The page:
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NTSB Recommends Wingtip Cameras On Large Aircraft
By Eddy Metcalf

September 5, 2012 - The NTSB has recommended that the Federal Aviation Administration require that large airplanes be equipped with an anti-ground collision aid, such as an on-board external-mounted camera system, to provide pilots a clear view of the plane's wingtips while taxiing to ensure clearance from other aircraft, vehicles and obstacles. 

On large airplanes (such as the Boeing 747, 757, 767, and 777; the Airbus A380; and the McDonnell Douglas MD-10 and MD-11), the pilot cannot see the airplane's wingtips from the cockpit unless the pilot opens the cockpit window and extends his or her head out of the window, which is often impractical.


The NTSB said that the anti-collision aids should be installed on newly manufactured and certificated airplanes and that existing large airplanes should be retrofitted with the equipment. 

"A system that can provide real-time information on wingtip clearance in relation to other obstacles will give pilots of large airplanes an essential tool when taxiing," said NTSB Chairman Deborah A.P. Hersman. "While collision warning systems are now common in highway vehicles, it is important for the aviation industry to consider their application in large aircraft."

The recommendations follow three recent ground collision accidents (all currently under investigation) in which large airplanes collided with another aircraft while taxiing:

May 30, 2012: The right wingtip of an EVA Air Boeing 747-400 struck the rudder and vertical stabilizer of an American Eagle Embraer 135 while taxiing at Chicago's O'Hare International Airport.

Embraer 135, registration N834AE, operated by American Eagle Airlines as flight 4265, experienced substantial damage to the rudder and vertical stabilizer when it was struck by a Boeing 747-400, Taiwan registration B16481, operated by EVA Air as flight 661, while the 747 was taxiing at Chicago O’Hare International Airport (ORD), Chicago, IL. The Embraer 135 was entering the ramp area and awaiting ground personnel to guide it to gate G20. The tail section was protruding into taxiway A.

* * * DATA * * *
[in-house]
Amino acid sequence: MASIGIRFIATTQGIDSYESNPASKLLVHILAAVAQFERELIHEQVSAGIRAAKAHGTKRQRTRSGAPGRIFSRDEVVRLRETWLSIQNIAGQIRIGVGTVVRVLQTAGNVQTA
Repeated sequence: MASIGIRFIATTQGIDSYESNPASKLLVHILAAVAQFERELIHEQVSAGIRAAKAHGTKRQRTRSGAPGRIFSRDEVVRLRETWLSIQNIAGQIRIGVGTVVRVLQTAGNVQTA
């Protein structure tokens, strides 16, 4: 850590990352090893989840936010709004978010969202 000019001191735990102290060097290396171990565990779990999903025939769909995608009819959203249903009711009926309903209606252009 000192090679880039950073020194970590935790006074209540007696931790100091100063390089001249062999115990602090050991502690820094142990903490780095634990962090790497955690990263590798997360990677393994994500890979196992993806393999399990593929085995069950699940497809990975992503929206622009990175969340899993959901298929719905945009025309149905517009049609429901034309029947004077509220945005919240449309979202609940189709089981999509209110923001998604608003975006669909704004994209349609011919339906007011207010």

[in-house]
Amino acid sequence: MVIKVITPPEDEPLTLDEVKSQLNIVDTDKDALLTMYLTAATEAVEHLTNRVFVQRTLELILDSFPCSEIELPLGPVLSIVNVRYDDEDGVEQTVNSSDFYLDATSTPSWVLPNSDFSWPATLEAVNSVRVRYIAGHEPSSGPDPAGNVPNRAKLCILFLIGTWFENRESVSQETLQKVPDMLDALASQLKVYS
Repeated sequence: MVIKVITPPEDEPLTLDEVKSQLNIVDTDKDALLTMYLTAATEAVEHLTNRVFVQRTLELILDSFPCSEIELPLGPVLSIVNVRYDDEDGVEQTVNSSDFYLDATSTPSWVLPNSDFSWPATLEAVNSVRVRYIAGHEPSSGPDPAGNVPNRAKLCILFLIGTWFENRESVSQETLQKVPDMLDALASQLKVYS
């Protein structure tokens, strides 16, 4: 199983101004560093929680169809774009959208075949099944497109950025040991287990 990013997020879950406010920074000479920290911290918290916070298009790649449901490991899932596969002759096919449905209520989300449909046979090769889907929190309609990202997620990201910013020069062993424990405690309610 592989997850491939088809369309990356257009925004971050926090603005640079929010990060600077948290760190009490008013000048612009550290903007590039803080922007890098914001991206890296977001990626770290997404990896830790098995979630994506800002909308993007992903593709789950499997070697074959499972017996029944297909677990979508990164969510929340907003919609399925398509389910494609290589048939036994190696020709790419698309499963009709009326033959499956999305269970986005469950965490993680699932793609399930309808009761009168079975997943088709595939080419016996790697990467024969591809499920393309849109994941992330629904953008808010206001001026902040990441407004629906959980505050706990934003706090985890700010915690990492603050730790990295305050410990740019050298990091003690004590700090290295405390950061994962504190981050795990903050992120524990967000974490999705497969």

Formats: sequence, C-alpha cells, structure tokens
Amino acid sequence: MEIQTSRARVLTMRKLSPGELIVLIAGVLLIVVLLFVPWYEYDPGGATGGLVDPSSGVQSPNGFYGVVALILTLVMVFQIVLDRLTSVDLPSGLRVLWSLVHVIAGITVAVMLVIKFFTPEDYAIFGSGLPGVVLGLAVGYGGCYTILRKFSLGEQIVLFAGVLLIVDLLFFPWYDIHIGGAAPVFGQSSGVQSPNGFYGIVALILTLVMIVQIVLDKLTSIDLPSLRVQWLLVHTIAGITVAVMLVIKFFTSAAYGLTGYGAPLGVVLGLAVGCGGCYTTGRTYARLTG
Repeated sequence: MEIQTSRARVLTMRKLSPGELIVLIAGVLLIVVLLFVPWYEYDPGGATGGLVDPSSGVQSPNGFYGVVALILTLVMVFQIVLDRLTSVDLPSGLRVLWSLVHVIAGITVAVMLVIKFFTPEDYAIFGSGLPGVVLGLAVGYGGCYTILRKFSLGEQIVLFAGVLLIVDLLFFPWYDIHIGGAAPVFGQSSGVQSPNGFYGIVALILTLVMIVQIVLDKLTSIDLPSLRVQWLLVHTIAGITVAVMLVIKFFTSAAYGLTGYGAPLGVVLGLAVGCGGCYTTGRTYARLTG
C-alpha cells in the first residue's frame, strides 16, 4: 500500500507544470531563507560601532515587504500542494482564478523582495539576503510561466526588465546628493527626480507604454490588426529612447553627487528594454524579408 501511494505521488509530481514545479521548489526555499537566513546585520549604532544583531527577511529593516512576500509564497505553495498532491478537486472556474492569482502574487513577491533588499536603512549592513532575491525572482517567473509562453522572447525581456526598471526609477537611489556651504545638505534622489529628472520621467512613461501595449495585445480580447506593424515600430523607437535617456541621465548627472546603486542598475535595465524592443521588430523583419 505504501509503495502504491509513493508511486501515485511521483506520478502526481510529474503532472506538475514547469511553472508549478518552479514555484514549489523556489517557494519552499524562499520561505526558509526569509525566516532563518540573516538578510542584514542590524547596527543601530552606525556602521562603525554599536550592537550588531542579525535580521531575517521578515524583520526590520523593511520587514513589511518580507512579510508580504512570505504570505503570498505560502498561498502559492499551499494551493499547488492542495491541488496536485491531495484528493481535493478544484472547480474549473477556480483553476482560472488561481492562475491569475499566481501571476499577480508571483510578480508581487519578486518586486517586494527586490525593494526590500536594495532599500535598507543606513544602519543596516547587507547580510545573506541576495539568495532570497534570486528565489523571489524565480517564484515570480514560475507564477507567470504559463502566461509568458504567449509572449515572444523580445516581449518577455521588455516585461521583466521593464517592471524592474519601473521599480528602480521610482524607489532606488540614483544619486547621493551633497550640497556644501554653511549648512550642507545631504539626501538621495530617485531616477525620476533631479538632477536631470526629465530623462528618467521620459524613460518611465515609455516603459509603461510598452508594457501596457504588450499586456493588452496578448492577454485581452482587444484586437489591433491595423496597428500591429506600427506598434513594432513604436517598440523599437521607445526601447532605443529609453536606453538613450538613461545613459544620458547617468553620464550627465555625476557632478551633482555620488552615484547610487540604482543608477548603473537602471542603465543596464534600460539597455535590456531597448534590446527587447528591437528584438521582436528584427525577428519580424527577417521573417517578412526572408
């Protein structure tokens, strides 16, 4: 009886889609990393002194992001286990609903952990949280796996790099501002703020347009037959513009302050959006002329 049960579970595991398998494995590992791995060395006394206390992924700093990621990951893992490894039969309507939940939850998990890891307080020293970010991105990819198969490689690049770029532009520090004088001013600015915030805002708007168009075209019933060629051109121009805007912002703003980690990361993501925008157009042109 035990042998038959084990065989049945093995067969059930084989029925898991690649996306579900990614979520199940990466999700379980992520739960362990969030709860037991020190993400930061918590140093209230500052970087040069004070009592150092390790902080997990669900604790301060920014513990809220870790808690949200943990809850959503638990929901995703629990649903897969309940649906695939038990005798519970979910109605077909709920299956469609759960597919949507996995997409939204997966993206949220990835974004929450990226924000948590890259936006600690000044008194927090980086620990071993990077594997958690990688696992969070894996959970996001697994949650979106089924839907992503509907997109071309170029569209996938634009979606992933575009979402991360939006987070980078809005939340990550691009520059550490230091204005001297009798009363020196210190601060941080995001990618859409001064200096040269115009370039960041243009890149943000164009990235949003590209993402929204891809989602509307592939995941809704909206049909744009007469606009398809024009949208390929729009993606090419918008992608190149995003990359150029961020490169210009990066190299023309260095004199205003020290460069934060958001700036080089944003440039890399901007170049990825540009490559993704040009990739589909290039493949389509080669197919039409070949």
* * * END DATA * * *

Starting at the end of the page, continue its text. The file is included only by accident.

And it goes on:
The 747 was taxiing westbound on taxiway A in the vicinity of A12 when the right wingtip contacted the Embraer 135's rudder and vertical stabilizer. There was minor wingtip and slat damage to the 747. There were no injuries to the 3 crew and 18 passengers on the Embraer 135 or the 3 crew on the 747. The Embraer 135 was operated under the provisions of 14 Code of Federal Regulations Part 121 as a scheduled domestic passenger flight, and the Boeing 747-400 was operated under the provisions of 14 Code of Federal Regulations Part 129 as a scheduled international passenger flight. Visual meteorological conditions prevailed at the time of the accident.

On 14 July, 2011, Delta B767-300ER, registration N185DN, operating as Delta flight 266, was taxiing on TWY B for departure on RWY 04 of Boston Logan International Airport. An Atlantic Southeast Airlines CRJ900, registration N132EV, operating as ASA flight 4904 was number 3 in line on TWY B for departure of RWY 09. As the B767 approached and passed the intersection with TWY M, the left winglet of the B767 struck the horizontal tail of the CRJ900. The CRJ900 sustained substantial damage to the horizontal tail, vertical tail, and lost fluid in all three hydraulics systems. Parts of the B767 winglet was sheared off and embedded in the horizontal tail of the CRJ900. The passengers on the CRJ900 were deplaned on the taxiway, and the B767 taxied back to the terminal. No injuries were reported on either aircraft.

On April 11, 2011, about 2006 EDT, an Airbus A380, F-HPJD, collided with a Bombardier CRJ 701, N641CA, while the Airbus was taxiing for takeoff from John F. Kennedy International Airport (JFK), Jamaica, New York. At the time of the accident, the CRJ was stationary with part of the airplane on the Comair/Delta parking ramp and its tail extended onto “Mike” taxiway. The CRJ was waiting for ramp clearance to its parking spot. The A380 was carrying 485 passengers and 25 crewmembers, and none were injured. The CRJ was carrying 62 passengers and 4 crewmembers, and none were injured. Both the Airbus and the CRJ sustained substantial damage.

The NTSB made the same recommendation to the European Aviation Safety Agency, which sets standards for aircraft manufacturers in Europe.
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